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Space Scoop
Abell 2744: Our Universe is big, beautiful... and mostly invisible!

It's hard to picture just how big the Universe is. For instance, the Earth seems like a big place to us, but you could fit about one million Earths inside our nearest star, the Sun. And the Sun is just one of billions of stars that make up our galaxy, which is called the Milky Way. When you think about how the Milky Way is just one galaxy in a group of about 40 nearby galaxies, the Universe is starting to seem like a big place!

This new picture shows a different group of galaxies that is much bigger than ours, which is called Pandora's Cluster. The picture shows such a big part of the Universe that each galaxy only looks like a little white scratch on the photo! The galaxies are only a tiny part of what is really inside Pandora's Cluster. It is also made up of hot gas (shown in pink in the photo) and lots of strange stuff that doesn't give off any light at all - it is invisible to us! Astronomers call this invisible stuff "dark matter".

Although dark matter is invisible, astronomers can work out where it is in space from the effect that it has on the things around it - like seeing a sofa cushion being pushed down by an invisible man. In this picture, anywhere containing matter - both visible and invisible stuff - has been colored in blue by astronomers. Can you spot some blue regions in between or around the galaxies? That's dark matter!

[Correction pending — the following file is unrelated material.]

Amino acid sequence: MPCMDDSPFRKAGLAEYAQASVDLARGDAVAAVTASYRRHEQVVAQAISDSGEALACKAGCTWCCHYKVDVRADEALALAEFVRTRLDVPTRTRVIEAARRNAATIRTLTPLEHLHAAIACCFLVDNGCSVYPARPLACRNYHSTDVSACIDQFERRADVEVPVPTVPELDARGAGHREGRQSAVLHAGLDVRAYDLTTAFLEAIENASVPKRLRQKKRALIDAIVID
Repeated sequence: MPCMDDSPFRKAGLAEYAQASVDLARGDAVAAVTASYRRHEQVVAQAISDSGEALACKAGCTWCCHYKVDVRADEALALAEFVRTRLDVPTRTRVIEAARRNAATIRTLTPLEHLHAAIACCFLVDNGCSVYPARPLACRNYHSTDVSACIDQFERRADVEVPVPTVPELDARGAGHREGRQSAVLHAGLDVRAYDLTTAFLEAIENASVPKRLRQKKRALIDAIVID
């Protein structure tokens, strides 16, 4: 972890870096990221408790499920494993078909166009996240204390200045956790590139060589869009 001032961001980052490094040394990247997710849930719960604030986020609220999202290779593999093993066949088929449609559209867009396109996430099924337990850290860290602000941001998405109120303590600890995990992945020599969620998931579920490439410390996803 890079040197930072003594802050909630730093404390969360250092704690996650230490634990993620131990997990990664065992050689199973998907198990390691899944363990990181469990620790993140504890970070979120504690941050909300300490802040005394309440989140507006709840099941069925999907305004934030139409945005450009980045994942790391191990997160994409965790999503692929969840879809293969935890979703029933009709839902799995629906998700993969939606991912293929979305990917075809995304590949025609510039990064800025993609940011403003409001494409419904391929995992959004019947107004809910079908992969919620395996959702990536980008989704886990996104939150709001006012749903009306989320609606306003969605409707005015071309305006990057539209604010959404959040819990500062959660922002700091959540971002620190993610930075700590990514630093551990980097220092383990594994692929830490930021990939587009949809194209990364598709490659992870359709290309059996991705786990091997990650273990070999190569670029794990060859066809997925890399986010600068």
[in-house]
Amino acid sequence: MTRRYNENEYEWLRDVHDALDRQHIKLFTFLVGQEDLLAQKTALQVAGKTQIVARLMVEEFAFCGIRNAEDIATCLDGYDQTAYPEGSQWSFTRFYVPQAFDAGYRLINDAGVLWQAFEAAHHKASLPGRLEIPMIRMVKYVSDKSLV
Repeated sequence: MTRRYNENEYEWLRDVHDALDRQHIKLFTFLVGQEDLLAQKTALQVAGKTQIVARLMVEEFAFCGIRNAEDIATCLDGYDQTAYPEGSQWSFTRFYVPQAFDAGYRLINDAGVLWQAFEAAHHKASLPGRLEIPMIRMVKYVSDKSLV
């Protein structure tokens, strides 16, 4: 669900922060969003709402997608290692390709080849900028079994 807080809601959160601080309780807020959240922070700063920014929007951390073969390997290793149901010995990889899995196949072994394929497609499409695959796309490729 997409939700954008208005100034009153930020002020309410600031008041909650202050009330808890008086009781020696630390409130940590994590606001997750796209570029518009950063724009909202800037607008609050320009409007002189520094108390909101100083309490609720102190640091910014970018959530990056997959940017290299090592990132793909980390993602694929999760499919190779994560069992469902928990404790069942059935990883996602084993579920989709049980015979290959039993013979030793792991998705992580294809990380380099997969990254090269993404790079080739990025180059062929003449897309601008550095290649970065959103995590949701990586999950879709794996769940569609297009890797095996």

Astronomers still have a lot to learn about dark matter, which is why new photos like this one are so important.

Did you know? Dark matter is found all over the Universe. Astronomers think there is four times as much dark matter in the Universe than the normal matter that we can see!


This is a kids' version of Chandra Press Release Abell 2744 (June 22, 2011)

Do you want to learn more about this topic?

Visit the Chandra field guide or send us your questions in an email: cxcpub@cfa.harvard.edu




In cooperation with Space Scoop: Bringing news from across the Universe to children all around the world. Universe Awareness and the Chandra X-ray Observatory


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